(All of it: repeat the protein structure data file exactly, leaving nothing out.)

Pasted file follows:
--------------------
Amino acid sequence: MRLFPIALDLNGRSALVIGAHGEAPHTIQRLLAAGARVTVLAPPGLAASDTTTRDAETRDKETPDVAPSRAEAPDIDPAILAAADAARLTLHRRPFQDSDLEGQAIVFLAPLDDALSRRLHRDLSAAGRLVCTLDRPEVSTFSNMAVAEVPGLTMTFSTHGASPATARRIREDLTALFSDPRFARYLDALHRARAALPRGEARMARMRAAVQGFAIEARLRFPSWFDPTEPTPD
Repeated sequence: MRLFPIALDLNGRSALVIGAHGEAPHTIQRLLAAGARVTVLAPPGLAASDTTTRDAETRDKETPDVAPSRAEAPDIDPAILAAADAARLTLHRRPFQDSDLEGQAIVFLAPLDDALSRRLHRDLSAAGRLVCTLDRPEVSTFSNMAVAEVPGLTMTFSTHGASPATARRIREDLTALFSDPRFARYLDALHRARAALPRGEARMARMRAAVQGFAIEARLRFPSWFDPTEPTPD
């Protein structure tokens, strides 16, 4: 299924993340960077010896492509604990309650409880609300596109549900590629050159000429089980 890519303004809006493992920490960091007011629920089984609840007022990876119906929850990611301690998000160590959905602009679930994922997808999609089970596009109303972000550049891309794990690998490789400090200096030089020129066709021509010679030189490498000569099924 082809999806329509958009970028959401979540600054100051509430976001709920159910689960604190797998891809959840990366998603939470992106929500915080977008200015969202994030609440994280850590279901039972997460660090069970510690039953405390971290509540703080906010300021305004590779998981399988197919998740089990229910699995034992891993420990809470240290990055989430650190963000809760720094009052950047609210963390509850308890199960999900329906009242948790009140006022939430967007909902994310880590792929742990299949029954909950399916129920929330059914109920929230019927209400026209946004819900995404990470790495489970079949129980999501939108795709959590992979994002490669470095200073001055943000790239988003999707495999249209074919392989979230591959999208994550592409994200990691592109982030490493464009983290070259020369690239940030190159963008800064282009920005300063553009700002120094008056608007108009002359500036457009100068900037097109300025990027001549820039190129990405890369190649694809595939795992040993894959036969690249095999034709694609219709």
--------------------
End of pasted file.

Amino acid sequence: MRLFPIALDLNGRSALVIGAHGEAPHTIQRLLAAGARVTVLAPPGLAASDTTTRDAETRDKETPDVAPSRAEAPDIDPAILAAADAARLTLHRRPFQDSDLEGQAIVFLAPLDDALSRRLHRDLSAAGRLVCTLDRPEVSTFSNMAVAEVPGLTMTFSTHGASPATARRIREDLTALFSDPRFARYLDALHRARAALPRGEARMARMRAAVQGFAIEARLRFPSWFDPTEPTPD
Repeated sequence: MRLFPIALDLNGRSALVIGAHGEAPHTIQRLLAAGARVTVLAPPGLAASDTTTRDAETRDKETPDVAPSRAEAPDIDPAILAAADAARLTLHRRPFQDSDLEGQAIVFLAPLDDALSRRLHRDLSAAGRLVCTLDRPEVSTFSNMAVAEVPGLTMTFSTHGASPATARRIREDLTALFSDPRFARYLDALHRARAALPRGEARMARMRAAVQGFAIEARLRFPSWFDPTEPTPD
């Protein structure tokens, strides 16, 4: 299924993340960077010896492509604990309650409880609300596109549900590629050159000429089980 890519303004809006493992920490960091007011629920089984609840007022990876119906929850990611301690998000160590959905602009679930994922997808999609089970596009109303972000550049891309794990690998490789400090200096030089020129066709021509010679030189490498000569099924 082809999806329509958009970028959401979540600054100051509430976001709920159910689960604190797998891809959840990366998603939470992106929500915080977008200015969202994030609440994280850590279901039972997460660090069970510690039953405390971290509540703080906010300021305004590779998981399988197919998740089990229910699995034992891993420990809470240290990055989430650190963000809760720094009052950047609210963390509850308890199960999900329906009242948790009140006022939430967007909902994310880590792929742990299949029954909950399916129920929330059914109920929230019927209400026209946004819900995404990470790495489970079949129980999501939108795709959590992979994002490669470095200073001055943000790239988003999707495999249209074919392989979230591959999208994550592409994200990691592109982030490493464009983290070259020369690239940030190159963008800064282009920005300063553009700002120094008056608007108009002359500036457009100068900037097109300025990027001549820039190129990405890369190649694809595939795992040993894959036969690249095999034709694609219709």